Benefits of High Intensity Workouts


You have all probably worked out that I like to use interval training in my classes, which provides you with periods of time where you are working at a high intensity. This is otherwise known as HIIT – High Intensity Interval Training.

One reason is the time frame of 75-90 minutes sessions, so the interval training gives you a greater training effect by giving you cardiovascular improvements in a short period of time. Although HIIT training is also very effective if you only have 30 mins to spare (as long as you are warmed up).

I also like to give you a strength and endurance component in your class as well, which is so important – this ultimately means the time isn’t there to do a whole hour of jogging or road runs etc that are mainly low intensity cardio, for the duration of the class. Sure, you will still have had a great workout and kept your heart rate at a good level of elevation for about 45-50 mins, but adding the intervals as well gives you a good variation in your training and trains different physical systems in your body.

There is no valid reason that a healthy person should maintain a low intensity program unless they simply aren’t interested in seeing real results, or have a medical reason to not do so. A low intensity workout, where your heart rate is only around 60% of its maximum rate (remember the rough guide that your maximum heart rate is 220-age) is pretty inefficient for anything other than slow and gradual (if any) weight loss. It will not help you boost your metabolism, and won’t provide much increase in muscle mass, and won’t really build any strength or endurance. In short – you are not getting out of your comfort zone so your body is not under stress. For your body to ‘overcompensate’ and get stronger to counteract the ‘stresses’ you impose on it, it needs to be pushed harder than it is used to tolerating. This is how you get faster, fitter and stronger.

A high intensity workout is defined as any exercise which pushes your Heart Rate up to 75% of its maximum or more, and is infinitely better for nearly every aspect of your overall health. Remember though that there is no need to be scared by your ‘maximum heart rate’ if you are a healthy person as you are not going to damage your heart if you go up to or over this heart rate. The 220-age formula is only an estimate and depends on your individual physiology, genetics and current fitness level. So you may find yourself exceeding this number.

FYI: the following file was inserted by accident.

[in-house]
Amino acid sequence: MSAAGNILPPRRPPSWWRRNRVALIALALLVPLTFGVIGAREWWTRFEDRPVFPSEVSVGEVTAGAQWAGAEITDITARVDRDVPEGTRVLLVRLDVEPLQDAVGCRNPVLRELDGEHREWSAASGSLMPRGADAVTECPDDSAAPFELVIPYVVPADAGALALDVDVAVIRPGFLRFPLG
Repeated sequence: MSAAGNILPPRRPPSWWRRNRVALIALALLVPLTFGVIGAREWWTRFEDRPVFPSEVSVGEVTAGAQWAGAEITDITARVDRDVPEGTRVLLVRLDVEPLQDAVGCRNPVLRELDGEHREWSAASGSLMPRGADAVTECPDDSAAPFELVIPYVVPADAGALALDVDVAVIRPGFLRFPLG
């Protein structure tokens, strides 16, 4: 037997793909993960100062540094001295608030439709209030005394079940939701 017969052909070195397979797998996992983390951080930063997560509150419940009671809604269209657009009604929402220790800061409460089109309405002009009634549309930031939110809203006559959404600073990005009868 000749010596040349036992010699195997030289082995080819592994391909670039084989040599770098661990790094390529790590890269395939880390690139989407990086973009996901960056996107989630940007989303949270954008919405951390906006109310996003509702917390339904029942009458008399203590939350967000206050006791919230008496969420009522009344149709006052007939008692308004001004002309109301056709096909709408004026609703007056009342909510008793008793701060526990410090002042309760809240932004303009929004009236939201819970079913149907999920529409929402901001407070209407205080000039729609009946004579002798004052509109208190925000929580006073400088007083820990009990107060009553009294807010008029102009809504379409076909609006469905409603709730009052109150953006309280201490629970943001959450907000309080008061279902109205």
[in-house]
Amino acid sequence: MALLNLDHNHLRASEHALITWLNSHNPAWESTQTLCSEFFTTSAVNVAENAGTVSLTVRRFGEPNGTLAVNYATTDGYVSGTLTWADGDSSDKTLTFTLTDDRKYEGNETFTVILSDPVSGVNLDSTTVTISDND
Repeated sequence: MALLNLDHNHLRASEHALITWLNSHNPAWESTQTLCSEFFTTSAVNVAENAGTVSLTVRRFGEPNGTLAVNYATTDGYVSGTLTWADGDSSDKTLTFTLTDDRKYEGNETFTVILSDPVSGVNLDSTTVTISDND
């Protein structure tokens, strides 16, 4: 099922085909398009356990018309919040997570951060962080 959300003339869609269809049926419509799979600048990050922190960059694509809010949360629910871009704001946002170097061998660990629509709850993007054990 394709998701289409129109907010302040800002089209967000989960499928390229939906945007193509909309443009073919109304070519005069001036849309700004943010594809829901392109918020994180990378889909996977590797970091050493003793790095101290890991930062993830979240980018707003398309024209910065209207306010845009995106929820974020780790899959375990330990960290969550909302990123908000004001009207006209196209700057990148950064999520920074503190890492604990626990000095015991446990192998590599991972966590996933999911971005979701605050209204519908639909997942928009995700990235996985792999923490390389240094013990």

Low Intensity Exercises are beneficial for warming up and cooling down, before and after high intensity phases. Low intensity exercises are also good for the elderly, anyone recovering from injury or illness, someone who is significantly overweight or unfit, or someone that is just beginning to exercise. The physical benefits from Low Intensity exercise are many, and include an increase your capillary density, it strengthens the skeletal muscles that will help you withstand more intense levels of training, and will help you improve your aerobic fitness. This is compounded when resistance training (weights) is also added to the program. Working at a low intensity (ie walking or jogging) for a long period of time helps the muscles ability to consume oxygen and work better for longer.

You may have heard that your body burns more fat when it is working at a low intensity. And this is true. However, nothing is ever that easy. If it was we’d all be lean and mean from just strolling around the block. To burn the same amount of fat doing low intensity exercise as high intensity exercise takes about 3-4 times longer – and does not give you the same training or physiological changes. 30 minutes of high intensity or 2 hours of low intensity for the same if not less of a result???? What would you choose? Both intensity levels burn calories and of those calories, a percentage of them is fat. So technically speaking, low intensity burns a higher percentage of fat (around 50%) whereas a high intensity workout burns around 40% fat. A higher intensity workout burns a higher number of calories overall than a low intensity workout, and then the ‘afterburn’ (post exercise) of calories is also higher due to a metabolism that is elevated for longer, so the high intensity will give you a better result. This is called EPOC – Excess Post Oxygen consumption. We all want it – it burns fat all day!

For example, you may burn 100 calories by walking for 20 minutes. Walking is low intensity, so 50% of those calories are fat, meaning that your 20 minute workout has resulted in burning 50 fat calories. On the other hand, if you burn 160 calories during 10 minutes of high intensity exercise, 40% of those 160 calories are fat, so in 10 minutes you have burned 64 calories! It might only be 14 calories difference, but it was achieved in half the time! Imagine if you continued your high intensity (which you often do in my sessions) for 30-40 mins!

In saying this, a great number of healthy people that do frequent low intensity exercise are missing out on the major benefits that a high intensity workout can give. Don’t get me wrong – low intensity is ABSOLUTELY better than nothing, a good long walk that last for an hour plus is great exercise, however you can achieve much more in half the time by increasing the intensity.

Some people are not ready for high intensity exercise however and need to build up their fitness to tolerate it, or they just may not enjoy it, so remember –